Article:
Our language helps build the positive emotional climate where children grow as writers and illustrators and take pride in doing quality work. Our words help build a "growth mindset" so that young children know they can teach their brains anything! To build emotional resilience, research says, praise children’s efforts towards their goals, perseverance, and willingness to try new things—not how smart they are. Specific encouragement is much more helpful than generic praise…
Following are examples of how language empowers the writer to grow.
Remember the first week of school when you used lots of capital letters with no spaces in between words? Now you are using lowercase and you leave spaces between each word to make it easy for the reader. You sure are growing as a writer.
Now you get to make a sign. What do you want to tell us about your block building?
You've worked hard to learn such good handwriting. It sure is easy to read your writing. I bet you're proud of yourself!
Aren't you amazed at all the high-frequency "heart words" you already know? What is your next "heart word" goal? Keep practicing at school and at home!
"Because" is such a great word for opinion writing. Now when you write, "I love my dog," you can tell us more about why you love your dog. Signing, fingerspelling, and writing help your brain remember new words!
Wow! You can write “like” without even looking at this page…and I notice you drew pictures of thing you like. That's another page for your "I Can Read" collection! (Sing, Sign, Spell, and Read! Anthology pages are added to the child’s growing collections of songs, poems, and rhymes in their “I Can Read” Anthology notebook.)
Hey! You wrote a whole book all by yourself. You are a writer who wants readers to know about your dog. Can we share your latest book with the class?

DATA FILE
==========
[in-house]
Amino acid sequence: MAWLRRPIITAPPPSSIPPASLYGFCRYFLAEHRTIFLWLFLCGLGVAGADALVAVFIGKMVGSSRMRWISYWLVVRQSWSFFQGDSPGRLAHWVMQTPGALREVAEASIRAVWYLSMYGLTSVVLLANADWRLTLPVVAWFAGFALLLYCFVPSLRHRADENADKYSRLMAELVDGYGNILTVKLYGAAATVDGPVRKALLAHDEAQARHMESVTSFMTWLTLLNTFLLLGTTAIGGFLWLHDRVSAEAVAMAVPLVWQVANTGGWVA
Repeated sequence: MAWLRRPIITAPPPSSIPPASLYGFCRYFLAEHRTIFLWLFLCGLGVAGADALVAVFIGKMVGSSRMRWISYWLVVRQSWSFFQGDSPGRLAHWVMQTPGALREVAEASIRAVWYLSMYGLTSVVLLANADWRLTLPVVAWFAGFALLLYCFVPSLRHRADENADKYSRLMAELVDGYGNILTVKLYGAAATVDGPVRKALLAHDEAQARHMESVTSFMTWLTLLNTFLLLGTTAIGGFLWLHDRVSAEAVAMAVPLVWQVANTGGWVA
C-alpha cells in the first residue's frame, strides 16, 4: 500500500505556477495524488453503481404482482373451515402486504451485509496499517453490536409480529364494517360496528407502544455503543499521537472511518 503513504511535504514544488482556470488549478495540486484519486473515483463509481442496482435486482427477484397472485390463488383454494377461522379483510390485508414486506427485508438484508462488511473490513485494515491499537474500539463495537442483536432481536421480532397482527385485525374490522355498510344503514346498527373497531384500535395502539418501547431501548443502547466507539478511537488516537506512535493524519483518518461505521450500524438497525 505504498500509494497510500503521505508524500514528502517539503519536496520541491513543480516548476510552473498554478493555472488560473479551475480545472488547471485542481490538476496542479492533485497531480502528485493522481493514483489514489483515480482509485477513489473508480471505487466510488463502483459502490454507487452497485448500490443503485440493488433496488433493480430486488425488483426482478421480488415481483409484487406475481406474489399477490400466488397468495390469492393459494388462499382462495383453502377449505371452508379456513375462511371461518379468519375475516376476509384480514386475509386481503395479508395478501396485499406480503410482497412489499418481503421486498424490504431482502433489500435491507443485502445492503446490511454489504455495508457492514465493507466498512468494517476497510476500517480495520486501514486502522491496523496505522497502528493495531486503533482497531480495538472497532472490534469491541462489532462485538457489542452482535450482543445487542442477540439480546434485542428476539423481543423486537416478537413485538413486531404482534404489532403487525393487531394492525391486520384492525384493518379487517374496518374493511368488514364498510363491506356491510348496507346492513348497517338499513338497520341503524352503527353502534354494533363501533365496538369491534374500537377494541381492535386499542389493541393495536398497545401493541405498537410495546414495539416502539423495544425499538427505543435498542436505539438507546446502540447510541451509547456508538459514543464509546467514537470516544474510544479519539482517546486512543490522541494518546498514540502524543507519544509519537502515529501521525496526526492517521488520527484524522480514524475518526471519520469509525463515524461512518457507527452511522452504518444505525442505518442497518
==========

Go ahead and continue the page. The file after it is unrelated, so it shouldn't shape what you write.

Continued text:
Your pictures and words tell a story.
Jonathan, I can tell that was quite a snowball fight! Your picture really adds power to your sentence. It sure is exciting to be a kindergarten writer!
You are becoming such a prolific writer! In this piece, we can see that you really like cats the best, and you know a lot about them...how do you show your cats you love them?
Soren, what is your writing goal this week? What is one thing you’re going to focus on to become an even better writer?
Wow! You sure wrote a bunch of secret messages! Where will you hide them when you get home? Someone is going to be surprised and happy when they find your message!
I noticed you used speech bubbles, just like Mo Willems does. I can’t wait to read your Elephant and Piggie book: I Will Fly Up to the Moon. How did you come up with the idea?
Dylan, you said you and John just wrote this sequel to your earlier book about our class turtle…What new information did you include?
Lucas, what are you doing this week as a writer?
You worked on that writing piece over several days; that’s what good writers do! They keep adding more details to their stories and pictures.
I noticed you are playing with punctuation. Show me with your voice how you want your readers to read each sentence.
You remembered the capital letter at the beginning of the sentence, the period at the end of the sentence, and you wrote three "heart words" – you sure are growing as a writer.
A special thank you to master kindergarten writing teachers: Julie Lay, Katie Nelson, Laura Flocker, Shanda Lung, Jamie Corliss, Celeste Starr, Becky Leber, and Ruby Hovenden.
This blog was adapted from the article “Talking to Kindergartners about Their Writing” (pages 172-173) from Kindergarten Writing and the Common Core: Joyful Pathways to Accelerated Literacy (book and seminar) by Nellie Edge.
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July 19-20, 2018 in Salem, Oregon
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Is this blog article helpful? What kinds of things do you say to your young writers to create a "growth mindset"? If you have comments or questions, please leave them below and I will be happy to respond.